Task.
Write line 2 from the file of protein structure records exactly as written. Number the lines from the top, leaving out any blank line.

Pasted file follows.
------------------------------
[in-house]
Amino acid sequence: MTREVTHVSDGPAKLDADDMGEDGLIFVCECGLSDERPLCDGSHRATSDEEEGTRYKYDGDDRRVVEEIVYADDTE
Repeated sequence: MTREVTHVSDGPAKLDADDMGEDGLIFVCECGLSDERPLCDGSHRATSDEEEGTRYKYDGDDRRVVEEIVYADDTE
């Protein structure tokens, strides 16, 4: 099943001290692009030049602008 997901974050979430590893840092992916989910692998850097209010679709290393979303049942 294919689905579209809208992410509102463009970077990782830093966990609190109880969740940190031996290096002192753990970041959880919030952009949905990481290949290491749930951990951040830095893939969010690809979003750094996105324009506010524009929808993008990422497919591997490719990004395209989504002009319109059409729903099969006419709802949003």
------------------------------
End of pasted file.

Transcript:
Amino acid sequence: MTREVTHVSDGPAKLDADDMGEDGLIFVCECGLSDERPLCDGSHRATSDEEEGTRYKYDGDDRRVVEEIVYADDTE